Week 2 – Reading and Writing Structure

Jaws (1975)


Jaws – Peter Benchley

The following extract is taken from Jaws where an attack is described.

In thirty-five feet of water, the great fish swam slowly, its tail waving just enough to maintain motion.  It saw nothing, for the water was murky with motes of vegetation.  The fish had been moving parallel to the shoreline.  Now it turned, banking slightly, and followed the bottom gradually upward.  The fish perceived more light in the water, but still it saw nothing.

The boy was resting, his arms dangling down, his feet and ankles dipping in and out of the water with each small swell.  His head was turned towards shore, and he noticed that he had been carried out beyond what his mother would consider safe.  He could see her lying on her towel, and the man and child playing in the wavewash.  He was not afraid, for the water was calm and he wasn’t really very far from shore – only forty yards or so.  But he wanted to get closer; otherwise his mother might sit up, spy him, and order him out of the water.  He eased himself back a little bit so he could use his feet to help propel himself.  He began to kick and paddle towards shore.  His arms displaced water almost silently, but his kicking feet made erratic splashes and left swirls of bubbles in his wake.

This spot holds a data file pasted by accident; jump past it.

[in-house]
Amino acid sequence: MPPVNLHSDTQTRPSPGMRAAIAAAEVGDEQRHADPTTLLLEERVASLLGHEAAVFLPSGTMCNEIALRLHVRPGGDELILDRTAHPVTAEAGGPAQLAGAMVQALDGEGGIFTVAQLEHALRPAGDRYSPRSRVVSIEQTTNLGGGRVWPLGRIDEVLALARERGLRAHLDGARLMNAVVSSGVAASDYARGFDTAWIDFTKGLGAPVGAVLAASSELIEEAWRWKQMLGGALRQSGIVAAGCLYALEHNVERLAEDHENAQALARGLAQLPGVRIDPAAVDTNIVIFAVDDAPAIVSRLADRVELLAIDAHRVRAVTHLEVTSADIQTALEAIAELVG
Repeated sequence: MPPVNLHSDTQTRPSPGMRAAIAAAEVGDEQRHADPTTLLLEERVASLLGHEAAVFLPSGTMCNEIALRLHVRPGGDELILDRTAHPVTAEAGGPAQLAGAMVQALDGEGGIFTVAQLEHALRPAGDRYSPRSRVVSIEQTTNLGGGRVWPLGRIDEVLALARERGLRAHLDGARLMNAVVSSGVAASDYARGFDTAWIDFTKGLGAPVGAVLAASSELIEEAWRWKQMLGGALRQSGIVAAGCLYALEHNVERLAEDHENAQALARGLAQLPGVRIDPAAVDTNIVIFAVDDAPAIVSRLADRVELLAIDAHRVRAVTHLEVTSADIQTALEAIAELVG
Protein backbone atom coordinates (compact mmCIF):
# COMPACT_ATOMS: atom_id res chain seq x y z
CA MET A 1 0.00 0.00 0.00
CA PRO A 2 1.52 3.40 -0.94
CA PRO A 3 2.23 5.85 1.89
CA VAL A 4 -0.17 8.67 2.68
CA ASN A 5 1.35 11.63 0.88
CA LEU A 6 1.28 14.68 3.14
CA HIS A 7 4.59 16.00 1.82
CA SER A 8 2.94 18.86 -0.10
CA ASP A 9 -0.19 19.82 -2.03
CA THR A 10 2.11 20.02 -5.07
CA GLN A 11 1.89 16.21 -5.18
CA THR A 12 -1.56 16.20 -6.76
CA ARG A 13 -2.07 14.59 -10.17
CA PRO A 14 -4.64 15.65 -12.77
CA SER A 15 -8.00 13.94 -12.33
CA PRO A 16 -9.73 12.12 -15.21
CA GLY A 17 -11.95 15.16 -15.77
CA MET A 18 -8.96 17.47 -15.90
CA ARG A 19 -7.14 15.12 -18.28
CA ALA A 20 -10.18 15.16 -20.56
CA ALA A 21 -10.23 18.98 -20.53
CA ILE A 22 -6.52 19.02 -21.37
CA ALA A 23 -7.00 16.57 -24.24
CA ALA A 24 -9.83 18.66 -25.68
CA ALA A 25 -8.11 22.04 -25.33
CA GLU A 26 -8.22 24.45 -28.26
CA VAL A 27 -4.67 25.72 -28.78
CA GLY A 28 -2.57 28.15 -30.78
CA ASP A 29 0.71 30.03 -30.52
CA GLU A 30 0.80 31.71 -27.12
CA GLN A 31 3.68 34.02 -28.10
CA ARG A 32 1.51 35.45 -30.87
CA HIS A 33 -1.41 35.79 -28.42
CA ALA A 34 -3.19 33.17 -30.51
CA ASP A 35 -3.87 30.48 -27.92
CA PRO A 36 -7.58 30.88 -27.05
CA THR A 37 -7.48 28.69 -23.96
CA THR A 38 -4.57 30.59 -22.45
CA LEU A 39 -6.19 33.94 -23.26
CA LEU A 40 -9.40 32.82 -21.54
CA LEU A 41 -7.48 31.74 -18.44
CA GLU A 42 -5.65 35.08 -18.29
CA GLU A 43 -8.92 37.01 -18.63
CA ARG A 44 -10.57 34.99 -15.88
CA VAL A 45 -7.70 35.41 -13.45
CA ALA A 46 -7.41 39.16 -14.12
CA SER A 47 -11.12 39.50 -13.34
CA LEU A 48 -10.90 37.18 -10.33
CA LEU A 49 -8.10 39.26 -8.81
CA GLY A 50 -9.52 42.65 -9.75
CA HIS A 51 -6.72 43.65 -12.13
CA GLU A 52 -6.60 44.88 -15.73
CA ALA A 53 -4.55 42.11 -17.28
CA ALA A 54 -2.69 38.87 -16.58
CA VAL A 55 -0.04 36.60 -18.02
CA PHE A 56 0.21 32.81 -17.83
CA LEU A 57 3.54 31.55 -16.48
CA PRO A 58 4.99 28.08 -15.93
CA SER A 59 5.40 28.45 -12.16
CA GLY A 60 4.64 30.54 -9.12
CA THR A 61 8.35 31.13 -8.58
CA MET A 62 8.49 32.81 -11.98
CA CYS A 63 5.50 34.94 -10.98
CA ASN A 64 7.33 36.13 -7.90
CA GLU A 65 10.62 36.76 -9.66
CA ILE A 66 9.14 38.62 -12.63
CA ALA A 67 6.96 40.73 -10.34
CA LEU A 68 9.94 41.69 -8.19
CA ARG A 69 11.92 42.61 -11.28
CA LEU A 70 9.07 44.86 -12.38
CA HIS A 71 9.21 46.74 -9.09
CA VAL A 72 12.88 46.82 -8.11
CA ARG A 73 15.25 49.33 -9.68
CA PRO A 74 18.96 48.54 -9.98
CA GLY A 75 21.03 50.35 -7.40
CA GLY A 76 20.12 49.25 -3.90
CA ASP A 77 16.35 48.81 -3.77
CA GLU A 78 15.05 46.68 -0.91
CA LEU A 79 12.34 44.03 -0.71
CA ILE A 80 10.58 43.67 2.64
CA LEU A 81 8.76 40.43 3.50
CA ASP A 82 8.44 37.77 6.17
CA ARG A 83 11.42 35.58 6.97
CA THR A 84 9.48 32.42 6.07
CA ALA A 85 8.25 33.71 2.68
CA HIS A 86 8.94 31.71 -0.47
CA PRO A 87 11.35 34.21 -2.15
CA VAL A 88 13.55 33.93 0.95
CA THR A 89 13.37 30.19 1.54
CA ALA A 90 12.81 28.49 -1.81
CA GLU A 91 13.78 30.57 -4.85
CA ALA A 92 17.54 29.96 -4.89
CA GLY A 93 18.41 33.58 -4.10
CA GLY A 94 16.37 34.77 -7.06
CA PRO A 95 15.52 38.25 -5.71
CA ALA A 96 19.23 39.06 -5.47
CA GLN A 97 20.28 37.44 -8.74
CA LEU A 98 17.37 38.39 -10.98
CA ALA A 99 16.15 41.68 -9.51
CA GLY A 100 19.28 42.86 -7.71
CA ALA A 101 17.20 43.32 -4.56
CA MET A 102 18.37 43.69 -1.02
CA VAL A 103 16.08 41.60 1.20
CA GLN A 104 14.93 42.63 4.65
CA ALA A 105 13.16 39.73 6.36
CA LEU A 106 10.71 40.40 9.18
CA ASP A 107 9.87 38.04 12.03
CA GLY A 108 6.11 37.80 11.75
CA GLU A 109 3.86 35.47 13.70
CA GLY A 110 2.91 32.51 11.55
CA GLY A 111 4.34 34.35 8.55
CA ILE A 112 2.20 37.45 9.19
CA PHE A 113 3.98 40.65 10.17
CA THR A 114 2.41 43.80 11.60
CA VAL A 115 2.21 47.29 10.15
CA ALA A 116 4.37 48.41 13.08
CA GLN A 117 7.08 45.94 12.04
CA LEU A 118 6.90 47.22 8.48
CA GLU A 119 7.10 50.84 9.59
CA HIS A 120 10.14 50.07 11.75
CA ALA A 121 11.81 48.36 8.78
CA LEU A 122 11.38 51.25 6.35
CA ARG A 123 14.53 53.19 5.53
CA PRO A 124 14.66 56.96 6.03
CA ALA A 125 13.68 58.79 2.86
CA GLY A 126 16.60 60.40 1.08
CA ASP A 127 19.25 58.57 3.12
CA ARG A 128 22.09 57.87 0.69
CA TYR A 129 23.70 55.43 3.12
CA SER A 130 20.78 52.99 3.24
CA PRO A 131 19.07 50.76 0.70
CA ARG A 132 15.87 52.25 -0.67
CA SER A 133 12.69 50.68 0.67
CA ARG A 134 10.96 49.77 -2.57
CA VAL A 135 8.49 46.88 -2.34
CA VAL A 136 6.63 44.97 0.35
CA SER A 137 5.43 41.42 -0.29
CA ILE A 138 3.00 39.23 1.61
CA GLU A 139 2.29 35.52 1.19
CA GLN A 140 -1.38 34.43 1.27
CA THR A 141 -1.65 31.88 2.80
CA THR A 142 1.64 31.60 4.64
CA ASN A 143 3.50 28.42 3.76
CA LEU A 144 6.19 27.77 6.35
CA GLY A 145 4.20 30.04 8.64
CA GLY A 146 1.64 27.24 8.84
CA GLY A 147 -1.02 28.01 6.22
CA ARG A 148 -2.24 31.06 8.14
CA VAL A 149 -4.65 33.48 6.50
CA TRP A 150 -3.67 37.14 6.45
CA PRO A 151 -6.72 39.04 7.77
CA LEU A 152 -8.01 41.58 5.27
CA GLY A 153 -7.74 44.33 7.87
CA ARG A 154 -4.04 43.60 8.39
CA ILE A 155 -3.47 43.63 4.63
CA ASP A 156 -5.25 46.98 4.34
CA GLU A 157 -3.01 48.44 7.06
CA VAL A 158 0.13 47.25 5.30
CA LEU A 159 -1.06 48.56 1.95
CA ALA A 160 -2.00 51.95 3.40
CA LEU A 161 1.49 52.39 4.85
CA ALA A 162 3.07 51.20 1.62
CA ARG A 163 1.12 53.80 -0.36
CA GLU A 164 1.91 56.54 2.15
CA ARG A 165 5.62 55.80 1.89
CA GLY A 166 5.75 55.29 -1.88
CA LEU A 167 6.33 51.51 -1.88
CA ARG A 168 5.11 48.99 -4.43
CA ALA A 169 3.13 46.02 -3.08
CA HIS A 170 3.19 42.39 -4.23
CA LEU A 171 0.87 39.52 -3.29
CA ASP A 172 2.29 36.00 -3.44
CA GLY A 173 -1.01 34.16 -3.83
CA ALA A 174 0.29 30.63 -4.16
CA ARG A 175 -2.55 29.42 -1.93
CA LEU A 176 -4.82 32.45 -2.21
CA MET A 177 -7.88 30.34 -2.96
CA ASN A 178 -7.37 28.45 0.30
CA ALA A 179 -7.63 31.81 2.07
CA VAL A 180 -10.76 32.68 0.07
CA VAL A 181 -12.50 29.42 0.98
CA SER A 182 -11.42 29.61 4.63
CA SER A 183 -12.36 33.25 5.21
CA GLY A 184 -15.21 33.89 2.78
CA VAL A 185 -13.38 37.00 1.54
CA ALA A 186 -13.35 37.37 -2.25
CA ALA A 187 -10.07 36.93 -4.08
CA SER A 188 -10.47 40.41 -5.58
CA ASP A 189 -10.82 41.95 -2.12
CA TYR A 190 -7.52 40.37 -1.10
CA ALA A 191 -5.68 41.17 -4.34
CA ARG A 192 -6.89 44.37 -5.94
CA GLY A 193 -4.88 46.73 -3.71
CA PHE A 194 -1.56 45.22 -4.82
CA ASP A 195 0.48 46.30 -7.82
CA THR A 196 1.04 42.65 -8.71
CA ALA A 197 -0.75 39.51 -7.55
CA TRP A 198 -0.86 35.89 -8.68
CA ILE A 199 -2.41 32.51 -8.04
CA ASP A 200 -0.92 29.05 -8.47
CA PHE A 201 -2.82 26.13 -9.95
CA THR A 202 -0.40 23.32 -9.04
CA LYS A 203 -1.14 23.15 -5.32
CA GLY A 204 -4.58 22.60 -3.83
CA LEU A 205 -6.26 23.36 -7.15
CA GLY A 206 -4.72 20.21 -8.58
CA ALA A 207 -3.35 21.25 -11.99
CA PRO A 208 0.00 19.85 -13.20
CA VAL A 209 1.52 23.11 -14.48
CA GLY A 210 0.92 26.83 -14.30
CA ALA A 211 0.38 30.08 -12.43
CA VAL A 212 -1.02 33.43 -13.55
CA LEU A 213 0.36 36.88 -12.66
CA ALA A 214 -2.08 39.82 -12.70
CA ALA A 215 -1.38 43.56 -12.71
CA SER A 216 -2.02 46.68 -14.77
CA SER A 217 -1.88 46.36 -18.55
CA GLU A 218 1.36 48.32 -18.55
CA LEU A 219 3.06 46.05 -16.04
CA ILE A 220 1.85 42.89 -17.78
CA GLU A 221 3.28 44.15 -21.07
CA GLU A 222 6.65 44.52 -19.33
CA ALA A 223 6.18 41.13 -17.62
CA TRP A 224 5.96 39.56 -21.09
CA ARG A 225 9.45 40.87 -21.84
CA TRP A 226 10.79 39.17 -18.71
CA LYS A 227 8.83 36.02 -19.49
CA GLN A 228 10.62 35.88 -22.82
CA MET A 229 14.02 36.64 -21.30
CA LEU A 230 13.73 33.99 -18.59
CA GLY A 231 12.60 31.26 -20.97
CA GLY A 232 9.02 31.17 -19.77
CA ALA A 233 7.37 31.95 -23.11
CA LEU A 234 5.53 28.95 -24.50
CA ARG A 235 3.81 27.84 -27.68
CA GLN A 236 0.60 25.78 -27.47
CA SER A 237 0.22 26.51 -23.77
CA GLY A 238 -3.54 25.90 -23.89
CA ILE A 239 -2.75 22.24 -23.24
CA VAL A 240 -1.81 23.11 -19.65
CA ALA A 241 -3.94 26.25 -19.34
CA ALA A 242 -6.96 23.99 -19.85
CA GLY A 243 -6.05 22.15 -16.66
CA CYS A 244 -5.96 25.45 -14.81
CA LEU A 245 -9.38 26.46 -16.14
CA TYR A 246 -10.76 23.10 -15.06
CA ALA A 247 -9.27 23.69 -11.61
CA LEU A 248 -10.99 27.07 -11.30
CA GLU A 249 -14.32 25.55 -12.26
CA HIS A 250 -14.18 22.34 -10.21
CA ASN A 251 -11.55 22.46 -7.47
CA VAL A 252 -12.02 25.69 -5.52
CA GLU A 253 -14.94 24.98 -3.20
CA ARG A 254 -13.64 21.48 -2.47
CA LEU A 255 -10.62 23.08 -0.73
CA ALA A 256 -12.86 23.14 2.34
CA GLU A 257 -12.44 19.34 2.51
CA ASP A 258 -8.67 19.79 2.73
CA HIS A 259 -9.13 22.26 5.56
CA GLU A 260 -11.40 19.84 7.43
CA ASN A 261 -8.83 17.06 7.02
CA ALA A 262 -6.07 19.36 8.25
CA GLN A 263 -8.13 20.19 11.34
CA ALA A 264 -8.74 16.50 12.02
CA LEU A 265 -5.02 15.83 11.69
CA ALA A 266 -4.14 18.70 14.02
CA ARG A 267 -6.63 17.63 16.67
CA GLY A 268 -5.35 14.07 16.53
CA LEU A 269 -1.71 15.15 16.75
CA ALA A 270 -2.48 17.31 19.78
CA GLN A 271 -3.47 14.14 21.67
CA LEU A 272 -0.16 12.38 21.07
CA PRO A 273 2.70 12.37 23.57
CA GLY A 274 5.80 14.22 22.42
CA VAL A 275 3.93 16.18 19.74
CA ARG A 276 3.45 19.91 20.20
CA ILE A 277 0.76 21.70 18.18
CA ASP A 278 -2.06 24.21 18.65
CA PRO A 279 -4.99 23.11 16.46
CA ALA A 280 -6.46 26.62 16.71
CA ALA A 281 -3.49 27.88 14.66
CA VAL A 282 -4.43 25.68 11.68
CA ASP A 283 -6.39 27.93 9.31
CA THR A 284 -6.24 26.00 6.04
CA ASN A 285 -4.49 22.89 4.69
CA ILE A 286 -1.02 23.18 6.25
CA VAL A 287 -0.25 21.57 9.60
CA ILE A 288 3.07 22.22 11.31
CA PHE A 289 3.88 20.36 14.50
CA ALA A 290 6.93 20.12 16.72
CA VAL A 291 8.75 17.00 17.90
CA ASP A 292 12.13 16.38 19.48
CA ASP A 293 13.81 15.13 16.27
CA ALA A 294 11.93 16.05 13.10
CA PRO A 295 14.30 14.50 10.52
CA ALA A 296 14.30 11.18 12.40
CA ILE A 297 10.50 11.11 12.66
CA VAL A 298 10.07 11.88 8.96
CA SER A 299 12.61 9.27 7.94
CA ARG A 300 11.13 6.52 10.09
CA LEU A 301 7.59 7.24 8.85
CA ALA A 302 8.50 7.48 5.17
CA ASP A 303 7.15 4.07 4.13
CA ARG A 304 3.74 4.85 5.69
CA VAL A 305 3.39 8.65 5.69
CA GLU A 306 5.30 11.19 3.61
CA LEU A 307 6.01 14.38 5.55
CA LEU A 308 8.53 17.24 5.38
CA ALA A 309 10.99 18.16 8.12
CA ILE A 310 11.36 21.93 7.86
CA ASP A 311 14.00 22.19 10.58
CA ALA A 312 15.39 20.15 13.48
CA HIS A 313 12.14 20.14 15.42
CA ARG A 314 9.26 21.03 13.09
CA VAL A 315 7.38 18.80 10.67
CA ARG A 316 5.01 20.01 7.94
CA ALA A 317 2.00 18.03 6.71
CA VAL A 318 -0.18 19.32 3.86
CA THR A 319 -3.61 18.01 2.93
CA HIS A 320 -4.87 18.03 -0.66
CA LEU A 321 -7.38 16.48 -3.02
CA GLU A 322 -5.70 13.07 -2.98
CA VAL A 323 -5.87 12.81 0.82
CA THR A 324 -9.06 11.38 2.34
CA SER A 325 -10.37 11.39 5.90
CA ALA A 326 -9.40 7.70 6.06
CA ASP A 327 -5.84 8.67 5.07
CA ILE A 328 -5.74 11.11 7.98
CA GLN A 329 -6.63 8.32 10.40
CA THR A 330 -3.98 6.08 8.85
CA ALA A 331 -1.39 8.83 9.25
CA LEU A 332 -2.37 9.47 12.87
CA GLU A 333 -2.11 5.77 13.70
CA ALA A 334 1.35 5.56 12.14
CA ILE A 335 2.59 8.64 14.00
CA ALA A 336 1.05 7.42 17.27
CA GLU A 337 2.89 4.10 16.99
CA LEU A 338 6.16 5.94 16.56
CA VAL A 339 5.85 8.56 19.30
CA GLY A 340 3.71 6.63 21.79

The fish did not hear the sound, but rather registered the sharp and jerky impulses emitted by the kicks.  They were signals, faint but true, and the fish locked on them, homing.  It rose, slowly at first, then gaining speed as the signals grew stronger.

The boy stopped for a moment to rest.  The signals ceased.  The fish slowed, turning its head from side to side, trying to recover.  The boy lay perfectly still, and the fish passed beneath him, skimming the sandy bottom.  Again it turned. 

The boy resumed paddling.  He kicked only every third or fourth stroke; kicking was more exertion than steady paddling.  But the occasional kicks sent new signals to the fish.  The time it needed to lock on them, only an instant, for it was almost directly below the boy.  The fish rose.  Nearly vertical, it saw the commotion on the surface.  There was no conviction that what thrashed above was food, but food was not a concept of significance.  The fish was impelled to attack: if what it swallowed was digestible that was food; if not, it would later be regurgitated.  The mouth opened, and with a final sweep of the sickle tail, the fish struck.

The boy’s last – only – thought was that he had been punched in the stomach.  The breath was driven from him in a sudden rush.  He had not time to cry out, nor had he had the time, would he have known what to cry, for he could not see the fish.  The fish’s head drove the raft out of the water.  The jaws smashed together, engulfing head, arms, shoulder, trunk, pelvis and most of the raft.  Nearly half the fish had come clear of the water, and it slid forward and down in a belly flopping motion, grinding the mass of flesh and bone and rubber.  The boy’s legs were severed at the hip, and they sank, spinning slowly to the bottom.

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